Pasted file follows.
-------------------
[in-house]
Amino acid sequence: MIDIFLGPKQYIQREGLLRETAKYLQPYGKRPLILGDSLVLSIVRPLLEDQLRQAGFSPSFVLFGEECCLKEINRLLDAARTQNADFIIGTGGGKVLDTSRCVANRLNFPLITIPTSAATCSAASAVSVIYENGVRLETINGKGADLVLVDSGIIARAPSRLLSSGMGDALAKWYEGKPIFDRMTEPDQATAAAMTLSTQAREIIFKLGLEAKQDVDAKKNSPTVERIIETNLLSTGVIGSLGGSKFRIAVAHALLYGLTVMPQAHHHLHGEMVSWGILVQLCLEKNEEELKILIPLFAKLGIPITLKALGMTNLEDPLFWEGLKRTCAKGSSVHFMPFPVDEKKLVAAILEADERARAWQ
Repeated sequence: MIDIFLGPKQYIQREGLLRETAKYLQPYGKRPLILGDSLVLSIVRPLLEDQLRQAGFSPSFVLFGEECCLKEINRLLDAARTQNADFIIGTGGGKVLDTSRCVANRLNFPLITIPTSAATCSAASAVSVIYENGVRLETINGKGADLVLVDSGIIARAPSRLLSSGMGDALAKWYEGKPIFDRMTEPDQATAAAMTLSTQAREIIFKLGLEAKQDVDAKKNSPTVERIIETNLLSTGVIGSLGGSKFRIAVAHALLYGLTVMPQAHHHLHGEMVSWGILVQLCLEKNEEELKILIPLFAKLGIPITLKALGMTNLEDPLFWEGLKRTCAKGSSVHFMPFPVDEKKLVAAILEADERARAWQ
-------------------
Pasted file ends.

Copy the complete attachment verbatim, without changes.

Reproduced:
[in-house]
Amino acid sequence: MIDIFLGPKQYIQREGLLRETAKYLQPYGKRPLILGDSLVLSIVRPLLEDQLRQAGFSPSFVLFGEECCLKEINRLLDAARTQNADFIIGTGGGKVLDTSRCVANRLNFPLITIPTSAATCSAASAVSVIYENGVRLETINGKGADLVLVDSGIIARAPSRLLSSGMGDALAKWYEGKPIFDRMTEPDQATAAAMTLSTQAREIIFKLGLEAKQDVDAKKNSPTVERIIETNLLSTGVIGSLGGSKFRIAVAHALLYGLTVMPQAHHHLHGEMVSWGILVQLCLEKNEEELKILIPLFAKLGIPITLKALGMTNLEDPLFWEGLKRTCAKGSSVHFMPFPVDEKKLVAAILEADERARAWQ
Repeated sequence: MIDIFLGPKQYIQREGLLRETAKYLQPYGKRPLILGDSLVLSIVRPLLEDQLRQAGFSPSFVLFGEECCLKEINRLLDAARTQNADFIIGTGGGKVLDTSRCVANRLNFPLITIPTSAATCSAASAVSVIYENGVRLETINGKGADLVLVDSGIIARAPSRLLSSGMGDALAKWYEGKPIFDRMTEPDQATAAAMTLSTQAREIIFKLGLEAKQDVDAKKNSPTVERIIETNLLSTGVIGSLGGSKFRIAVAHALLYGLTVMPQAHHHLHGEMVSWGILVQLCLEKNEEELKILIPLFAKLGIPITLKALGMTNLEDPLFWEGLKRTCAKGSSVHFMPFPVDEKKLVAAILEADERARAWQ